@article{76a2afac757c4c8ba2f9be6926ccb298,
title = "Management of the Aortic Root in Adult Patients With Conotruncal Anomalies",
abstract = "Conotruncal anomalies such as tetralogy of Fallot, double outlet right ventricle, truncus arteriosus, and transposition of the great arteries are a group of congenital heart defects with abnormalities of the outflow tracts and great vessels. It is common for the ascending aorta and aortic root to be significantly dilated following initial repair of the conotruncal anomaly, and little information is available on the management of this increasing problem. Although there are few case reports of aortic dissection and rupture in the literature, it appears to be rare in the setting of a conotruncal anomaly and may be related to the absence of hypertension and smoking in many of these patients. The timing of operation with regard to the size of the aortic root is difficult. In the absence of a family history of aortic dissection or aneurysm, or documented rapid growth of the ascending aorta, we proceed with replacement of the ascending aorta when the size is ≥ 55 mm. When the size of the ascending aorta is 5.0-5.5, treatment is individualized depending on the associated anomalies that need to be addressed, patient comorbidities, and life expectancy. In this group of patients we consider a simple reduction ascending aortoplasty. We generally proceed with root replacement and coronary reimplantation when there is effacement of the sinotubular junction, or when there is severe dilatation of the aortic root with an intact sinotubular junction. If the ascending aorta is ≥ 55 mm with an intact sinotubular junction and the sinuses are ≤ 4 cm, then we use a supracoronary tube graft.",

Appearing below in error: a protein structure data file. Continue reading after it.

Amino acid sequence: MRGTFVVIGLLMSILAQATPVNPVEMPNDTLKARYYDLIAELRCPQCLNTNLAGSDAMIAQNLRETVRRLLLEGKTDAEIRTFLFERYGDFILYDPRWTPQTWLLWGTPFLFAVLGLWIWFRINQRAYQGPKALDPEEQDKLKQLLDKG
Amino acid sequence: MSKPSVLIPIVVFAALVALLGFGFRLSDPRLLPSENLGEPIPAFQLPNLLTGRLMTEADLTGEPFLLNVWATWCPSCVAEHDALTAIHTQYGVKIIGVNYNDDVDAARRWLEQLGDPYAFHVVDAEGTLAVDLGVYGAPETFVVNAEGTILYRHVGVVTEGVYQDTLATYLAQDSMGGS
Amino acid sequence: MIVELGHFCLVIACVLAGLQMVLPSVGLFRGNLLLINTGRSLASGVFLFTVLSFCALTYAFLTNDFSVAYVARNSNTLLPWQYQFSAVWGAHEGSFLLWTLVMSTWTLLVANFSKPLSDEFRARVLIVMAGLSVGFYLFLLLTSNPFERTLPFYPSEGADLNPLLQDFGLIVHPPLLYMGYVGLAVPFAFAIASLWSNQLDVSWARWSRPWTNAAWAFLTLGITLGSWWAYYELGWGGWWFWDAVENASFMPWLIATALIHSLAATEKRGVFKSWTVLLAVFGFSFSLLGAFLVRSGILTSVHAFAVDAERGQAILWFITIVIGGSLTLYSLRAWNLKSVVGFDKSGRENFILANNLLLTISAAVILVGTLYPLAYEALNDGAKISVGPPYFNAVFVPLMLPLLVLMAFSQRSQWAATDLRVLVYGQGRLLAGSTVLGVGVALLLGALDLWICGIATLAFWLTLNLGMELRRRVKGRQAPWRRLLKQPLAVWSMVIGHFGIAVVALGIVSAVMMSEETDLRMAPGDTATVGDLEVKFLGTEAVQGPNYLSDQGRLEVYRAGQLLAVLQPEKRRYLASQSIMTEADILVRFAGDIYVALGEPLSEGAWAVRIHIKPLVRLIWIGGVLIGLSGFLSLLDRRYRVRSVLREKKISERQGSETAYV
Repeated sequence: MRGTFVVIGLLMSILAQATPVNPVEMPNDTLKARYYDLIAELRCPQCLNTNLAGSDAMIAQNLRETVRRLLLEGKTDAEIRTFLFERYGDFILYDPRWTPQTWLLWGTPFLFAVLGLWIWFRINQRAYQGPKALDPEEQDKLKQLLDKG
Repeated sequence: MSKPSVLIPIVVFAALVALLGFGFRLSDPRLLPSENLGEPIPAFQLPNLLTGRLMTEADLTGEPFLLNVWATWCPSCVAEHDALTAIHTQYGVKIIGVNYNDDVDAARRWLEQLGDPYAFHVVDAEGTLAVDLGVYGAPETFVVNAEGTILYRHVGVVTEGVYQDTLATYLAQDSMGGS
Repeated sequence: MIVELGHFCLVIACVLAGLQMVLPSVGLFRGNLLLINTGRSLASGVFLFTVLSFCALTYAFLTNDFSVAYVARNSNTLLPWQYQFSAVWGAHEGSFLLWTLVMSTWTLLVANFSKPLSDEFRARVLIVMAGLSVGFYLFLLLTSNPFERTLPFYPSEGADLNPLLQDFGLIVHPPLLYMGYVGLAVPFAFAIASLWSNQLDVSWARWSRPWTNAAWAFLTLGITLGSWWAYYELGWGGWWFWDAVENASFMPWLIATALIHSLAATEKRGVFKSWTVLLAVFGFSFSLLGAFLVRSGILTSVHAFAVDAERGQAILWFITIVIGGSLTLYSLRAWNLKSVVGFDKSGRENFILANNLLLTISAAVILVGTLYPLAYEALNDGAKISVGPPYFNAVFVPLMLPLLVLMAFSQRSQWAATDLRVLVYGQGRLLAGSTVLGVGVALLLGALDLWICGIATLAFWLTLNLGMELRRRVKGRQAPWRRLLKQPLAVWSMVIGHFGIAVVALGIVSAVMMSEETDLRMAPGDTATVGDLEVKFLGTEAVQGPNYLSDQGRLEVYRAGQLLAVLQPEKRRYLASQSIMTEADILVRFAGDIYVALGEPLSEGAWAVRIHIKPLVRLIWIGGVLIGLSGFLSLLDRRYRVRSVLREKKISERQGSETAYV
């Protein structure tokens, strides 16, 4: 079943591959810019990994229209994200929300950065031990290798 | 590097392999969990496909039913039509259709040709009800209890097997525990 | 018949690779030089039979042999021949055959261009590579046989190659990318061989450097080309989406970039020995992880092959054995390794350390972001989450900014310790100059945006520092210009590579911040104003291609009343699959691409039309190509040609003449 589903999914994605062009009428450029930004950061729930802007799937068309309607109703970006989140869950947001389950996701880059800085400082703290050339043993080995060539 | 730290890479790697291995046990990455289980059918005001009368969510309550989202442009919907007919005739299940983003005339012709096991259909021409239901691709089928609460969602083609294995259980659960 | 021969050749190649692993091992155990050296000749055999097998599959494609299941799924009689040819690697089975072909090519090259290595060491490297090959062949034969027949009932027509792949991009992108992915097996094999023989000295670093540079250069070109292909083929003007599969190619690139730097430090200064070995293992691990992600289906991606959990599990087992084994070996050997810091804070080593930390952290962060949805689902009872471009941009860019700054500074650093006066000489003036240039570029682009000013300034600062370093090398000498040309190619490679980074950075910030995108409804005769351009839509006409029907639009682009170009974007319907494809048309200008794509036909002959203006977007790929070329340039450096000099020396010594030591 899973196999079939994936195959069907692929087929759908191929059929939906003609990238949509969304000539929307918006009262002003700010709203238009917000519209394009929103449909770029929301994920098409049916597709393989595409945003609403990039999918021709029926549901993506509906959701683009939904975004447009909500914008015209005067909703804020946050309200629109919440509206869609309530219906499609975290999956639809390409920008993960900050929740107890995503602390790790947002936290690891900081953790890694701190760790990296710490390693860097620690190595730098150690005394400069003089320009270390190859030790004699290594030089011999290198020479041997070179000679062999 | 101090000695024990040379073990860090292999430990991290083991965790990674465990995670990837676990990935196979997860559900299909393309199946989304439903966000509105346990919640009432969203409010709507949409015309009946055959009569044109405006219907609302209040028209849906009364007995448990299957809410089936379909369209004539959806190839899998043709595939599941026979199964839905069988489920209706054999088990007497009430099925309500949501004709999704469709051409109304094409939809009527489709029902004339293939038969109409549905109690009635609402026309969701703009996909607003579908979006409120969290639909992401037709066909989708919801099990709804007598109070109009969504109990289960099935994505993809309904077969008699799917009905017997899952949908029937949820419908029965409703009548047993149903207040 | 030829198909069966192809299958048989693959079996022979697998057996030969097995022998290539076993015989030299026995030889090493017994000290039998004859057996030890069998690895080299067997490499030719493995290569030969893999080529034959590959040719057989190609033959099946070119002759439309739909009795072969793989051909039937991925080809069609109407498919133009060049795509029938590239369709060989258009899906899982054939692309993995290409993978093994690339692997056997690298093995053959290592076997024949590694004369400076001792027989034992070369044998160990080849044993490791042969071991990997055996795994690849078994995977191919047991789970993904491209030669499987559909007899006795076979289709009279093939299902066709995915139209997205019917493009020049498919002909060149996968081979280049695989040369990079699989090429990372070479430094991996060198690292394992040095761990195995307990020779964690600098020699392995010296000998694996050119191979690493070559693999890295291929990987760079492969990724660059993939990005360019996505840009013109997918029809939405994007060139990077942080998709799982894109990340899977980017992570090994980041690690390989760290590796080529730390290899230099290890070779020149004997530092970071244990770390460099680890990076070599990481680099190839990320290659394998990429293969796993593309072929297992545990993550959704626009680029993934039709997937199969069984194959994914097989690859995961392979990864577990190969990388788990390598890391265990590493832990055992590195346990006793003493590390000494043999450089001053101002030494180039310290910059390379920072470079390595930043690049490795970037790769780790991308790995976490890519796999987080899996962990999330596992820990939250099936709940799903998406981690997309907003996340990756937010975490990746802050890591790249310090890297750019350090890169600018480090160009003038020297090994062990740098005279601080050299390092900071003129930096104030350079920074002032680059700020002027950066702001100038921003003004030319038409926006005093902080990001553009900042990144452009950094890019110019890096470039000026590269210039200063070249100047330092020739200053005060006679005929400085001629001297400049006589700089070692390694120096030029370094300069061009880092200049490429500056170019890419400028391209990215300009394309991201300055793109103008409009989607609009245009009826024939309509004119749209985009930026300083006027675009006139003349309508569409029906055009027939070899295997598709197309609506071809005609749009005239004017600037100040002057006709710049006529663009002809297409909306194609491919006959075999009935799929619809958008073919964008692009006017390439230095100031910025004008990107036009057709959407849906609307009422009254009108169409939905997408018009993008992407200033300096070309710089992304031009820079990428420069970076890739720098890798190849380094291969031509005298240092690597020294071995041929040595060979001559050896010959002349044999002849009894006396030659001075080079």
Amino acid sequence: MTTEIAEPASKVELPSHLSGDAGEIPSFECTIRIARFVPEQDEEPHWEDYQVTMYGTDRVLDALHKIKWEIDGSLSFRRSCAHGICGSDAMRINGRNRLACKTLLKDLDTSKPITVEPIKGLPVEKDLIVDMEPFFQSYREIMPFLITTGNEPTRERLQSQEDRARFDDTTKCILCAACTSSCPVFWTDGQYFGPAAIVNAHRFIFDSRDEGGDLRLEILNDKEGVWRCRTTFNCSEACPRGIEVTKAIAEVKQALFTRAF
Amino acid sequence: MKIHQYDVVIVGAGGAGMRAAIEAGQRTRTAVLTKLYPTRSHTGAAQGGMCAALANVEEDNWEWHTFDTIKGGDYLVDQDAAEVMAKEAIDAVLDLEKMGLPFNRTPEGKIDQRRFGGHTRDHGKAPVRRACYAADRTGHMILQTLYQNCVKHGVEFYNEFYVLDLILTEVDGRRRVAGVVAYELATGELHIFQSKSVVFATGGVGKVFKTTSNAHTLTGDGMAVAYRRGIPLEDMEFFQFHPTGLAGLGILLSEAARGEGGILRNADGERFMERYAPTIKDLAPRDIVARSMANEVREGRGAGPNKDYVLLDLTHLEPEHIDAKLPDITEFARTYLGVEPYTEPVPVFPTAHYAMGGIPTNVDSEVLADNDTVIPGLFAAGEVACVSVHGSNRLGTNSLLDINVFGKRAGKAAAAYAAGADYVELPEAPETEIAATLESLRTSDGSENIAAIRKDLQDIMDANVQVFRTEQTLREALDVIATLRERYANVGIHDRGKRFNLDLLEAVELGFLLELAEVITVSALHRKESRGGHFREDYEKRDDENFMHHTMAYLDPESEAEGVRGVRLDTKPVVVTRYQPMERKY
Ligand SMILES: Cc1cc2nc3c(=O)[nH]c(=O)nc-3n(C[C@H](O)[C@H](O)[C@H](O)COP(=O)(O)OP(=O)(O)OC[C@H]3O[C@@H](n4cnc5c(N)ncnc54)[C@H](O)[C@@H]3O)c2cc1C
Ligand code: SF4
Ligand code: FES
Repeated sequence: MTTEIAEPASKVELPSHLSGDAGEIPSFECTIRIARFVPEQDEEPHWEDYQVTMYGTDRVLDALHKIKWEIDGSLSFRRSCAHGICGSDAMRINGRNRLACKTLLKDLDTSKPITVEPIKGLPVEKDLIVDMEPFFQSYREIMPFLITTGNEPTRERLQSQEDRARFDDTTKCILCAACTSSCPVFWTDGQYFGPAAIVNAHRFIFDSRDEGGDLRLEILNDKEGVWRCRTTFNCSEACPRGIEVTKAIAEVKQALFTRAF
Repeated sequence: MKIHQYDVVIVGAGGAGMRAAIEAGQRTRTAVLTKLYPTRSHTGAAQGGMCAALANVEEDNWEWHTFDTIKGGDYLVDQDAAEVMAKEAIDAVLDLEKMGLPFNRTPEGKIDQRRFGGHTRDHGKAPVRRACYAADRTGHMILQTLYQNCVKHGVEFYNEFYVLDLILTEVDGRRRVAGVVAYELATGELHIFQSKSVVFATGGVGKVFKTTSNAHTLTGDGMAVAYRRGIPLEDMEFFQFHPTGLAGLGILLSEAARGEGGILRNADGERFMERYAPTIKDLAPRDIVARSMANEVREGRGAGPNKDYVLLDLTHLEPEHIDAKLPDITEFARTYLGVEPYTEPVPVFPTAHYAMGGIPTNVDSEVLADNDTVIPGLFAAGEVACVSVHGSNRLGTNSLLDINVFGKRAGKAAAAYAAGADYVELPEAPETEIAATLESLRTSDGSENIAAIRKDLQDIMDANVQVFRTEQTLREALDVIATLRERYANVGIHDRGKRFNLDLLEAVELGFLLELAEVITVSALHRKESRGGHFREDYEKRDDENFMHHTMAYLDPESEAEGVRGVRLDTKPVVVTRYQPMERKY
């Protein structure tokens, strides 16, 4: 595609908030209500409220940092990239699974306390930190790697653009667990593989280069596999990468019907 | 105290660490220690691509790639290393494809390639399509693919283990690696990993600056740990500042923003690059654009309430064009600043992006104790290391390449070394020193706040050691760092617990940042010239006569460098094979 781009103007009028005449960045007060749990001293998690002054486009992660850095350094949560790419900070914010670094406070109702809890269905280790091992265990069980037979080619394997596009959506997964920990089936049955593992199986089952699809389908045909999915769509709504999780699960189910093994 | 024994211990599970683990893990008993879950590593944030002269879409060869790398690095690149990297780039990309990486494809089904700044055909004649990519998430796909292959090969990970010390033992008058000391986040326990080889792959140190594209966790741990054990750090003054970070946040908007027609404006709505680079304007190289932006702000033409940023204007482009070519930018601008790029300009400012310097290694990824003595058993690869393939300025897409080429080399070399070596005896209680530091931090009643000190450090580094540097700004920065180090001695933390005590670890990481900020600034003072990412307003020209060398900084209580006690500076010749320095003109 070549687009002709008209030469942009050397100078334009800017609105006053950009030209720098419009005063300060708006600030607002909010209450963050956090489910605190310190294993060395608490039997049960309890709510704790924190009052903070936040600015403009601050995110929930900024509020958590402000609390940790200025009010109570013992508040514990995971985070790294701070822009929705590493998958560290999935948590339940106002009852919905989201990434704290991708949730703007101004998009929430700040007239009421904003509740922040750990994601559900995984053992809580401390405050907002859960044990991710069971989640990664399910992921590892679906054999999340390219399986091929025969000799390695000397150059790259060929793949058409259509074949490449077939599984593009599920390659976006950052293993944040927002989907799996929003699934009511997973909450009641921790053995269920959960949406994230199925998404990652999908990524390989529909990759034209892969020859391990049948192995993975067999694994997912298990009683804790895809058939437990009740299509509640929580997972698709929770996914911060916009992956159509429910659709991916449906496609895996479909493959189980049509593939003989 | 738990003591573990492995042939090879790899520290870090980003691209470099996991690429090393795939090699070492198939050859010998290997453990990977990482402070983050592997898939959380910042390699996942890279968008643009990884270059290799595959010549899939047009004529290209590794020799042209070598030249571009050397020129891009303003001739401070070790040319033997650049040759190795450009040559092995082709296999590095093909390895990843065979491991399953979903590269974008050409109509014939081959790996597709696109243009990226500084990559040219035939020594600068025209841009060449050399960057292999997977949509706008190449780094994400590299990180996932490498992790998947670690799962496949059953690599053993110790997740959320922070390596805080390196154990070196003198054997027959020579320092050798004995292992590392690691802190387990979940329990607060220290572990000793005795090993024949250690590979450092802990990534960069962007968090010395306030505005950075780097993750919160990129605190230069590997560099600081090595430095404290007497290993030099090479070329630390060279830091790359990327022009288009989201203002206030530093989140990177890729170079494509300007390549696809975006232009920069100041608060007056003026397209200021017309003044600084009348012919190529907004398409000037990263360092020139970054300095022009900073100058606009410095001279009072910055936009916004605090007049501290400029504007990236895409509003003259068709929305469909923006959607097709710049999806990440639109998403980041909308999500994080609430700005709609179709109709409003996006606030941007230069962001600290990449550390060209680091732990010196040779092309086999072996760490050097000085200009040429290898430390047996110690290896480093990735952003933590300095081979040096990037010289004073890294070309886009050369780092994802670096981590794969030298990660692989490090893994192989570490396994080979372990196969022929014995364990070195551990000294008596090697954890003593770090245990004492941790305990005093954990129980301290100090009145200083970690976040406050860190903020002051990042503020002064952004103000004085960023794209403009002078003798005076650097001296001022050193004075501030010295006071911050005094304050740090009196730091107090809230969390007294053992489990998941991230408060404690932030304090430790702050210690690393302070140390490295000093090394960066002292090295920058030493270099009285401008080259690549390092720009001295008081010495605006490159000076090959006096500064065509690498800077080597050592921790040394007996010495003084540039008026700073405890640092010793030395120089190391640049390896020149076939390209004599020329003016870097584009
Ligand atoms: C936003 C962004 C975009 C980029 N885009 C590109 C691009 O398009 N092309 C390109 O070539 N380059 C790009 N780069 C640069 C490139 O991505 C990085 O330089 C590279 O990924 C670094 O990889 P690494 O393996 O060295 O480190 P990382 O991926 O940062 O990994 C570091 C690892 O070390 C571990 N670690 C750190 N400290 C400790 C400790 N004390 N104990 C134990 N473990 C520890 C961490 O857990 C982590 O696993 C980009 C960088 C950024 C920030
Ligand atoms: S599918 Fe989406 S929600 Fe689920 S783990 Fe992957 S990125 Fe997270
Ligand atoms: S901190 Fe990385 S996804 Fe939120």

keywords = "Ascending aortic aneurysm, Conotruncal anomaly, Tetralogy of Fallot",
author = "Dearani, {Joseph A.} and Burkhart, {Harold M.} and Stulak, {John M.} and Sundt, {Thoralf M.} and Schaff, {Hartzell V}",
year = "2009",
doi = "10.1053/j.pcsu.2009.01.013",
language = "English (US)",
volume = "12",
pages = "122--129",
journal = "Pediatric Cardiac Surgery Annual",
issn = "1092-9126",
publisher = "W.B. Saunders Ltd",
number = "1",

}

TY - JOUR

T1 - Management of the Aortic Root in Adult Patients With Conotruncal Anomalies

AU - Dearani, Joseph A.

AU - Burkhart, Harold M.

AU - Stulak, John M.

AU - Sundt, Thoralf M.

AU - Schaff, Hartzell V

PY - 2009

Y1 - 2009